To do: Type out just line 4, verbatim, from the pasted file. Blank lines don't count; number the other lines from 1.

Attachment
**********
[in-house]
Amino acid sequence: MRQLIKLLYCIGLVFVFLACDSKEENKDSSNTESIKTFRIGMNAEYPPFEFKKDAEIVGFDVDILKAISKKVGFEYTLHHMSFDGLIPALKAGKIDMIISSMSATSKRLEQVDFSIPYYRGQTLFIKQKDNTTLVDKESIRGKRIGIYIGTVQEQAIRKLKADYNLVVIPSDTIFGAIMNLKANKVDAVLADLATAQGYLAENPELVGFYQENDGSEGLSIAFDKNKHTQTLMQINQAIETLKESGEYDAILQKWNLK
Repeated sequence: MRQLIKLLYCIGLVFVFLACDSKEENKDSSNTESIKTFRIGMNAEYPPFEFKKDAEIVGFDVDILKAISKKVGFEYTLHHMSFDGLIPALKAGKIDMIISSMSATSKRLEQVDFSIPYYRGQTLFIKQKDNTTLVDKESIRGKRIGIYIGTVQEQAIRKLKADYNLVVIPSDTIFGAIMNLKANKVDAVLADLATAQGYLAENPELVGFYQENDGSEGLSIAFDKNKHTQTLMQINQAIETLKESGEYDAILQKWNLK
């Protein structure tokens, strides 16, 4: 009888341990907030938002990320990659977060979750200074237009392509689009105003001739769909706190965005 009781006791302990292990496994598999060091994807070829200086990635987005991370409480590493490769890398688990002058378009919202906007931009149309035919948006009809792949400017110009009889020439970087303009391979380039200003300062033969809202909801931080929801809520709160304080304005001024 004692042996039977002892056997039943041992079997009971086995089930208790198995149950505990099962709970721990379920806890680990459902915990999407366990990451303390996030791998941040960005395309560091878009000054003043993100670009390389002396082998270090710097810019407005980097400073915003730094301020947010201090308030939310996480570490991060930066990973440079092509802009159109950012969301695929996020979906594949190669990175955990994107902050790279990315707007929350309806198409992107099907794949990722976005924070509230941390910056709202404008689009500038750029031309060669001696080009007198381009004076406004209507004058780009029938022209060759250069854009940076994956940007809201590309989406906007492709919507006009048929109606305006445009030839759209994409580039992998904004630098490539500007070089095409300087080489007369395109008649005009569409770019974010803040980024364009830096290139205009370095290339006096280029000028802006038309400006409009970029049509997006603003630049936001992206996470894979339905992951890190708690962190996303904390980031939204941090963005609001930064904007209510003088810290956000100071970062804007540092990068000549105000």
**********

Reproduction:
């Protein structure tokens, strides 16, 4: 009888341990907030938002990320990659977060979750200074237009392509689009105003001739769909706190965005 009781006791302990292990496994598999060091994807070829200086990635987005991370409480590493490769890398688990002058378009919202906007931009149309035919948006009809792949400017110009009889020439970087303009391979380039200003300062033969809202909801931080929801809520709160304080304005001024 004692042996039977002892056997039943041992079997009971086995089930208790198995149950505990099962709970721990379920806890680990459902915990999407366990990451303390996030791998941040960005395309560091878009000054003043993100670009390389002396082998270090710097810019407005980097400073915003730094301020947010201090308030939310996480570490991060930066990973440079092509802009159109950012969301695929996020979906594949190669990175955990994107902050790279990315707007929350309806198409992107099907794949990722976005924070509230941390910056709202404008689009500038750029031309060669001696080009007198381009004076406004209507004058780009029938022209060759250069854009940076994956940007809201590309989406906007492709919507006009048929109606305006445009030839759209994409580039992998904004630098490539500007070089095409300087080489007369395109008649005009569409770019974010803040980024364009830096290139205009370095290339006096280029000028802006038309400006409009970029049509997006603003630049936001992206996470894979339905992951890190708690962190996303904390980031939204941090963005609001930064904007209510003088810290956000100071970062804007540092990068000549105000």